Big spike in Church child abuse claims

A significant rise in the number of allegations of child sexual abuse relating to the Catholic Church was recorded in the last year, a report by a safeguarding body reveals.

However, the allegations received related to historic cases with the most recent alleged incident dating to 2002.

The National Board for the Safeguarding of Children in the Catholic Church in Ireland (NBSCCCI) said the figures did not suggest the Church was becoming less safe for children.

The board’s latest report showed, in the year ending March 31, 2018, church authorities made 135 notifications of allegations to the NBSCCCI, of which 104 related to child sexual abuse.

“This is a significant increase over the previous year when the number of new allegations relating to child sexual abuse amounted to 72.

“The overall number reported in 2016/17 was 86,” the report noted.

The reported 135 notifications relate to 35 diocesan priests and 63 members of religious orders or congregations. Of those 98 individuals, 45 are deceased, 32 are alive and, in 21 cases, an identity was not provided by the complainant.

However, the chief executive of NBSCCCI, Teresa Devlin emphasised the reports were not recent allegations and that the claims may have been prompted by the reporting of high-profile cases in the media.

“The falling trend reported on for the previous three years has been reversed for both the number of new allegations and the number of respondents,” she said.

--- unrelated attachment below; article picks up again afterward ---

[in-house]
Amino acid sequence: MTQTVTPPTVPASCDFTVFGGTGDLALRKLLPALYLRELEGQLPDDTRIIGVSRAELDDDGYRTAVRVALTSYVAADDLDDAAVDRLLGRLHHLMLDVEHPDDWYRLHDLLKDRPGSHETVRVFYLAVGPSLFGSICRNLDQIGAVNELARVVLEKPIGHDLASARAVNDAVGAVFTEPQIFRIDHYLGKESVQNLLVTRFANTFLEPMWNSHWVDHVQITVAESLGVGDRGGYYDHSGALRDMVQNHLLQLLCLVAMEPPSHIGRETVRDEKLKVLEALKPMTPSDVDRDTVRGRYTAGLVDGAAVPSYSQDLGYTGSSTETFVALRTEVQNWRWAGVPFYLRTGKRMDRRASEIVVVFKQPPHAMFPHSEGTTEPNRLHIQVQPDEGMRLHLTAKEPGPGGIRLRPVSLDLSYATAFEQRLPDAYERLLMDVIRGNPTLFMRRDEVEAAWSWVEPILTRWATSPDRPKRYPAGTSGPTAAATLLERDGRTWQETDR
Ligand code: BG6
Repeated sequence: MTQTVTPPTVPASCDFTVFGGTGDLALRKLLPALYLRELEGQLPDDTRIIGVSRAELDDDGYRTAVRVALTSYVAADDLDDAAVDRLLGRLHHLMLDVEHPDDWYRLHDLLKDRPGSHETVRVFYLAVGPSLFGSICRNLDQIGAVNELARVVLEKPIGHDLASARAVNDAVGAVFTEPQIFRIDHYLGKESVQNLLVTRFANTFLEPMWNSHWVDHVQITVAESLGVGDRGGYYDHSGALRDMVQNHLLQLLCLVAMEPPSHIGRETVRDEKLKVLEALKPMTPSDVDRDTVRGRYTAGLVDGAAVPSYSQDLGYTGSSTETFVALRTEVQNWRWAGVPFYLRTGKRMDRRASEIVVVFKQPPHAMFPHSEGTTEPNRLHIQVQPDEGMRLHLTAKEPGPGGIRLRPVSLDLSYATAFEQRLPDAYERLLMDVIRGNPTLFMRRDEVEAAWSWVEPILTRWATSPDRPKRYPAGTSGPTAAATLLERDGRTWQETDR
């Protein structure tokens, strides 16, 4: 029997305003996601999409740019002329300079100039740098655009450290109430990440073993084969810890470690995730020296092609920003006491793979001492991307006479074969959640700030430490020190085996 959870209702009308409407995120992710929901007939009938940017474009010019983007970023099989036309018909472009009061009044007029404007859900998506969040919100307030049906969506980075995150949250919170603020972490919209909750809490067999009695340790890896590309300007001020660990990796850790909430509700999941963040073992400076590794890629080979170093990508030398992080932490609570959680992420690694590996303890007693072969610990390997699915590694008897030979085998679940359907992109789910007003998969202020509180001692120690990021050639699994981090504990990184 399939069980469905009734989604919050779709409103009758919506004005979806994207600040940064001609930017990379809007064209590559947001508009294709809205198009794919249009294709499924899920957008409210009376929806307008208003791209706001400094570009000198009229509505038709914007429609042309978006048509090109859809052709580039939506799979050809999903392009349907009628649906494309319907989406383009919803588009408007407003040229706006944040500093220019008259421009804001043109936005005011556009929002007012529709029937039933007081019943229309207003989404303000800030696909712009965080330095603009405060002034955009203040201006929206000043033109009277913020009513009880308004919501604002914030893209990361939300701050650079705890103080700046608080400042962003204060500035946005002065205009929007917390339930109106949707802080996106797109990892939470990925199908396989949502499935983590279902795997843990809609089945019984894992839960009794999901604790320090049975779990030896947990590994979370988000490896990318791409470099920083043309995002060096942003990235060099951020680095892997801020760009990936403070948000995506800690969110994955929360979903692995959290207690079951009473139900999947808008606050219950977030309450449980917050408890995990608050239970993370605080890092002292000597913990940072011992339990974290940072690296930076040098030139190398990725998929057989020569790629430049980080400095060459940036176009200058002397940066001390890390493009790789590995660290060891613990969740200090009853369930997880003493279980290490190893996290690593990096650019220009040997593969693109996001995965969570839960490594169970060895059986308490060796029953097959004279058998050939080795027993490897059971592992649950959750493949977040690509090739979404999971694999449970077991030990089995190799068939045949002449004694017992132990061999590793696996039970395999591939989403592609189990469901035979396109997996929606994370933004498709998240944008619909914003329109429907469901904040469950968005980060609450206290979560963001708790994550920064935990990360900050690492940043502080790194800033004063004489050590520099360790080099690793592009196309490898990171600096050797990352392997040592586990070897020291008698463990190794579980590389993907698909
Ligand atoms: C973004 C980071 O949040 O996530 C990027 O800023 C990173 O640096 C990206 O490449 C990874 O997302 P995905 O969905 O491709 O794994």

“To be clear, with one exception, most of the alleged abusive behaviour occurred before 2000, in line with previous reports and should not be taken to indicate that the Church is currently becoming a less safe place for children.

“However, the fact that allegations continue to be reported and that there is an increase in the number of reports is an important sign that there are still complainants who require a pastoral response and that any complacency is misplaced,” Ms Devlin said.

“We believe that the upturn in reporting of abuse is linked to the media reporting of high-profile abuse cases. Often simply seeing and hearing people talk about what they went through gives victims the strength and resolve to report what was done to them.

“The fact that they come forward is to be lauded as it allows them to access the support they need and organisations like ours to better understand the mistakes made and how to rectify them,” Ms Devlin said.

The report also suggests that the most serious future challenge facing the Church “is derived from the digital age in which we live”.

“While digital media can have a positive influence on children’s lives, it also presents risks that need to be managed,” Ms Devlin said.

“Within the Church context, it is critical that all opportunities are taken to safeguard children from abuse and exploitation online.”


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